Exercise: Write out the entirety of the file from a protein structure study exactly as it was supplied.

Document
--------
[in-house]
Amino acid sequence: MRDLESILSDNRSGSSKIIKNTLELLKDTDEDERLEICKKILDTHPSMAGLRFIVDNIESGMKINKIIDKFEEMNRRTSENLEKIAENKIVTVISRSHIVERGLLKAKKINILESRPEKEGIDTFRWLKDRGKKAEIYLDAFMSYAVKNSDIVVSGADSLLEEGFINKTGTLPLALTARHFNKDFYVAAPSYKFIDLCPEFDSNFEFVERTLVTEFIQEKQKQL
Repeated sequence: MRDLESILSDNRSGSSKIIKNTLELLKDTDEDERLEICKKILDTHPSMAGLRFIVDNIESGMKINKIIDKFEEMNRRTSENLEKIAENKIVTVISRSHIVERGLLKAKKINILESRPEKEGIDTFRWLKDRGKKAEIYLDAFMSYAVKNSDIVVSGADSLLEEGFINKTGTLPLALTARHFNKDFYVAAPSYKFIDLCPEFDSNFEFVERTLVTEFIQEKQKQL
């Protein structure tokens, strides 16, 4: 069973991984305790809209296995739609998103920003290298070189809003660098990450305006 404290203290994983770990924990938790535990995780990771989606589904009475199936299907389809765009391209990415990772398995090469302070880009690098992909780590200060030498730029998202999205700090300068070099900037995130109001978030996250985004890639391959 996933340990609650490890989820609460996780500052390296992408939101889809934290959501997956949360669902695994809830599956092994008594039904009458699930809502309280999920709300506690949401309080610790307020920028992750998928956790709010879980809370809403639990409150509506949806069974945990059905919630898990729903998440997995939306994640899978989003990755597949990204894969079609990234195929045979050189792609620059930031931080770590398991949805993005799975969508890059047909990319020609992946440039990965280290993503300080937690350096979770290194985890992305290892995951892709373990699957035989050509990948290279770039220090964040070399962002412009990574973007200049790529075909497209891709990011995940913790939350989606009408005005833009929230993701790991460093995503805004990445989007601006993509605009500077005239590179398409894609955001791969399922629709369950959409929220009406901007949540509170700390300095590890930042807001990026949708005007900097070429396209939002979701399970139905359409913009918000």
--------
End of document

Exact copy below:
[in-house]
Amino acid sequence: MRDLESILSDNRSGSSKIIKNTLELLKDTDEDERLEICKKILDTHPSMAGLRFIVDNIESGMKINKIIDKFEEMNRRTSENLEKIAENKIVTVISRSHIVERGLLKAKKINILESRPEKEGIDTFRWLKDRGKKAEIYLDAFMSYAVKNSDIVVSGADSLLEEGFINKTGTLPLALTARHFNKDFYVAAPSYKFIDLCPEFDSNFEFVERTLVTEFIQEKQKQL
Repeated sequence: MRDLESILSDNRSGSSKIIKNTLELLKDTDEDERLEICKKILDTHPSMAGLRFIVDNIESGMKINKIIDKFEEMNRRTSENLEKIAENKIVTVISRSHIVERGLLKAKKINILESRPEKEGIDTFRWLKDRGKKAEIYLDAFMSYAVKNSDIVVSGADSLLEEGFINKTGTLPLALTARHFNKDFYVAAPSYKFIDLCPEFDSNFEFVERTLVTEFIQEKQKQL
């Protein structure tokens, strides 16, 4: 069973991984305790809209296995739609998103920003290298070189809003660098990450305006 404290203290994983770990924990938790535990995780990771989606589904009475199936299907389809765009391209990415990772398995090469302070880009690098992909780590200060030498730029998202999205700090300068070099900037995130109001978030996250985004890639391959 996933340990609650490890989820609460996780500052390296992408939101889809934290959501997956949360669902695994809830599956092994008594039904009458699930809502309280999920709300506690949401309080610790307020920028992750998928956790709010879980809370809403639990409150509506949806069974945990059905919630898990729903998440997995939306994640899978989003990755597949990204894969079609990234195929045979050189792609620059930031931080770590398991949805993005799975969508890059047909990319020609992946440039990965280290993503300080937690350096979770290194985890992305290892995951892709373990699957035989050509990948290279770039220090964040070399962002412009990574973007200049790529075909497209891709990011995940913790939350989606009408005005833009929230993701790991460093995503805004990445989007601006993509605009500077005239590179398409894609955001791969399922629709369950959409929220009406901007949540509170700390300095590890930042807001990026949708005007900097070429396209939002979701399970139905359409913009918000």